Home or Commercial Gym?

I work out at home, commercial gyms, privately owned hard-core “pits”, and out doors by hiking and biking. It’s all good. What is the most effective? That all depends on your individual circumstances; however, eventually I think it’s best if you can migrate to a commercial gym to get a solid, well qualified start to developing good, safe technique and form.

The Sneak Up On Fitness Posts are obviously geared to the convenience of home. The idea is to just move when you would otherwise be sitting. This is a great way to start; and later, a good calorie burning supplement to your more intense cardio and weight workouts. Once you have committed at any given moment to be walking on a treadmill, walking in place on the floor, or pedaling some sort of stationary bike, you’re free to turn it up to whatever you happen to feel like at the time. However, you can see from the post by the good Dr. Nagy that her days are so scheduled up that she doesn’t have any otherwise “wasted” time that she can borrow to sneak up on anything.

On the other hand, back over 30 years ago when we bought a home treadmill in order to get some good workouts in, it just didn’t work. That first treadmill, like I think most home units, wound up as a clothes hanger. Although I know better now, you might also recall in Who is That Strong Old Guy (10/31/11) the self-directed start to my short-lived running career:

We had an old orchard that covered about 30 acres. I cut a course through the ragged trees and long grass with the lawn tractor such that seven laps gave me exactly 3 miles. Within two years of off and on training I was running at better than a 6:00 minute/mile pace. My best times were getting down to 17.5 minutes for the 3 miles. My blood pressure was now back to where it should be; however, most of the extra goo on the waist was still there. In addition, my running was becoming more and more restricted due to painful shin splints.

Why go to a  top-notch commercial fitness center? Well, for one thing you can avoid rookie mistakes like I made at the start of my running program. Basically, because that’s where the knowledgable and caring people are. That’s where you will find people who work in the industry because they are so enthusiastic about all things fitness that they choose to try to make a living at it. All of your better managed clubs try to hire people with a sincere desire to help other people reach their goals. They can get you started on the right foot; just as importantly, they can provide helpful tips and often necessary encouragement if you get discouraged.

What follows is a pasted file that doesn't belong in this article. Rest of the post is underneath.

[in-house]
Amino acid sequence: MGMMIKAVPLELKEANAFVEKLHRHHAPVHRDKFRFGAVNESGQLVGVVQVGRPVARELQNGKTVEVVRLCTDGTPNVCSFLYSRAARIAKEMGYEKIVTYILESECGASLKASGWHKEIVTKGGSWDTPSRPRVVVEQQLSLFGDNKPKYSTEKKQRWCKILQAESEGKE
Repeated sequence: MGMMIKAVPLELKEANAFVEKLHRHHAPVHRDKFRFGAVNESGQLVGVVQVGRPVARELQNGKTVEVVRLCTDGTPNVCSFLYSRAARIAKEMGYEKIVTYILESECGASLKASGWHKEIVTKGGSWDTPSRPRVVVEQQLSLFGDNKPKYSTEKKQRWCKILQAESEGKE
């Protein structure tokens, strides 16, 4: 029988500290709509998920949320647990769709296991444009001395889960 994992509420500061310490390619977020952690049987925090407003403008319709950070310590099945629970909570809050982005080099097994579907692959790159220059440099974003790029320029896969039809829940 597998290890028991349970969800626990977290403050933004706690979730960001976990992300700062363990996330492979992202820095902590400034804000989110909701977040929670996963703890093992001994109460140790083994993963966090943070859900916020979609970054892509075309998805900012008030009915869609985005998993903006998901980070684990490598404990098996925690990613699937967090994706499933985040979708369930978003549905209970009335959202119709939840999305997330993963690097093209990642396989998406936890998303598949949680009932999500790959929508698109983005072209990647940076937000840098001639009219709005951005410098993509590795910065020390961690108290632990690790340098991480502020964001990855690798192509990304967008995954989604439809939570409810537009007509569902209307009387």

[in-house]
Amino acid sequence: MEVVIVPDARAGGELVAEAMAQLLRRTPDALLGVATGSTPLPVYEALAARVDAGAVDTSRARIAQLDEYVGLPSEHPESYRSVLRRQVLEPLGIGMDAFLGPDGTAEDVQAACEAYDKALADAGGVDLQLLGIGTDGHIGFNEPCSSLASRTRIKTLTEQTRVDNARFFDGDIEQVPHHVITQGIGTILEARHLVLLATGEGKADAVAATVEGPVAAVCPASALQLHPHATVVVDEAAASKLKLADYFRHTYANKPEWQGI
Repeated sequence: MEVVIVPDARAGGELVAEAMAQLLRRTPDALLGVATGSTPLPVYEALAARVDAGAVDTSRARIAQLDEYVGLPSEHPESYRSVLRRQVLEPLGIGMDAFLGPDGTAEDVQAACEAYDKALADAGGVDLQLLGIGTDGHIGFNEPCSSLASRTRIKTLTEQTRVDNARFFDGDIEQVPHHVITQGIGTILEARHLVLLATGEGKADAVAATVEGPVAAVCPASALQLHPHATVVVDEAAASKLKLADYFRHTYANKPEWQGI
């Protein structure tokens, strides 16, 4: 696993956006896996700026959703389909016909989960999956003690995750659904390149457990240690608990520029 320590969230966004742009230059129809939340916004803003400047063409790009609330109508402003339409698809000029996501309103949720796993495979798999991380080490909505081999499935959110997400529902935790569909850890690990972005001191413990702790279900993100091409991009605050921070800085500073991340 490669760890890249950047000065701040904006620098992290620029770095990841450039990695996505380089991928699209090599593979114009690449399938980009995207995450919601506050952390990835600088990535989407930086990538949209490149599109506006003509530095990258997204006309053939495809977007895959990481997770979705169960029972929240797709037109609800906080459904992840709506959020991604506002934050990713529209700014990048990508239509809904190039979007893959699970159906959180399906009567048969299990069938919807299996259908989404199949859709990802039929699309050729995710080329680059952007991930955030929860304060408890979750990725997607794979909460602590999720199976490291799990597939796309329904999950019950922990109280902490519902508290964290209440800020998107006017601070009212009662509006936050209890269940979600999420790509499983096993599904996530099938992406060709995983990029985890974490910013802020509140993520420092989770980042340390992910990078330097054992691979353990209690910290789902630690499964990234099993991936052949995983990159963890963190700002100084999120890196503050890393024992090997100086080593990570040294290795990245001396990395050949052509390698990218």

A word about muscle-heads: For the most part, the perception of some kind of  intimidation by the “big guys” is just that…perception. This is probably as much as anything else discomfort at being in the presence of younger, boisterous guys in general, and I think it is exaggerated. Personally, I don’t find any more real knobs in this population than in guys my age with little sports cars; or in women who still climb all over each other like wannabe middle school mean girls.  Although you can certainly find gyms that discourage “big” members by such things as limiting the amount and kinds of free weights, I find those places to be a little sterile. They kind of remind me of retirement communities that don’t allow children. Without the big guys when I started out, I would not have had the benefit of their experience (which for the most part was readily shared, and free). Nor would I have had the inspiration of personally witnessing the lifting of what I thought at the time were super human weights. And last, but in no way least, I would not have had goals and a yardstick to measure myself when I eventually far exceeded those goals. Those earliest aspirations, which at the time seemed ambitious to the point of bordering on impossible, turned out in the final analysis to be exceedingly modest.

 

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